One reason to start a photography project is to improve your photography. So it’s a little ironic that on the first day with the first roll of film I should take one of the best photos. It’s a typical scene (from the pre covid era), after the New Years day races with a warm hat, a warm drink and sharing homemade cake.
I’ll agree the photo itself is nothing fancy but it follows through on my intention to connect the viewer as closely as possible with the feeling of being there. The energy of the subject – I’ll call him Ian because that’s his name – is mirrored in the background action. Or more specifically the angle of Ian’s arm rising up in frame is mirrored by the angular posture of the animated people in the background. As the background is slightly out of focus I feel it contributes to the image but doesn’t distract. So without any camera tricks the photo has movement and energy.
And yes, it’s a lucky strike. But as the french ph0tographer Alain Kaiser explained to me long ago whilst on assignment in Western Sahara: “…to be unlucky is a professional mistake”. It was a profound statement I’ve carried with me ever since. It means we work hard to create the opportunity for luck to happen.
Another element that brings me joy is that its recognisably the Serpentine, with the bridge and the pontoon in the distant background. This for me is the icing on the cake. I’ve some good photos without this quality and while I still like them they could’ve been taken anywhere.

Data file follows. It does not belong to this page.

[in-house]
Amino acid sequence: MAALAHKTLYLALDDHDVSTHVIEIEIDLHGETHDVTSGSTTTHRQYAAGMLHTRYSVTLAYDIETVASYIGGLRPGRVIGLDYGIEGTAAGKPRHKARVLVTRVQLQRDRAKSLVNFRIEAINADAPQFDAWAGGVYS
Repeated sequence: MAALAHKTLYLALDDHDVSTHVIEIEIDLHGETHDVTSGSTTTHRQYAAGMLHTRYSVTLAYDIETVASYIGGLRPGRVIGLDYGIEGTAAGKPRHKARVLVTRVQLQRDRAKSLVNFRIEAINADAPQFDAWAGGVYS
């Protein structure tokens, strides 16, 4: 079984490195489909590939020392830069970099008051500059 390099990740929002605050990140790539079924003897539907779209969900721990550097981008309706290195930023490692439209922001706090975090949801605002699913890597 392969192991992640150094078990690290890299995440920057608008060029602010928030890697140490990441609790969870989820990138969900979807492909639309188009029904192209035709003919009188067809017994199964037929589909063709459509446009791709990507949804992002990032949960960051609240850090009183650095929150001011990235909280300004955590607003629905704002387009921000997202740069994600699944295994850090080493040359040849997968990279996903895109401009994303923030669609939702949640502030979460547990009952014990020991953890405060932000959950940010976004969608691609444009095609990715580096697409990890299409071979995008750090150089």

On a more critical note the swan just breaking out of the frame on the lower right is a minor irritation and the blank water to the right of frame is a bit – blank.
As for the swans, writing today a year after the photo was taken, I can say the swans and the geese have never co-operated and they’ve given me nothing but trouble. One even shat on me. But I do desperately desire a good geese photo and this is one reason I’m running the project on for another year. It’s not that you can’t take a good photo of the swans or geese here, as several club members have proven by posting some exceptional images taken on their phones and go-pros. So wish me luck with that.
So for this photo, even with the not so great elements, I’m still really happy with it – not a masterpiece but good by my standards.
Perhaps it’s a little dangerous to talk of my own photographs in this way as what I think about the image might not resonate with everyone or even anyone. But that’s why I’m here …so feel free to disagree and comment as you wish.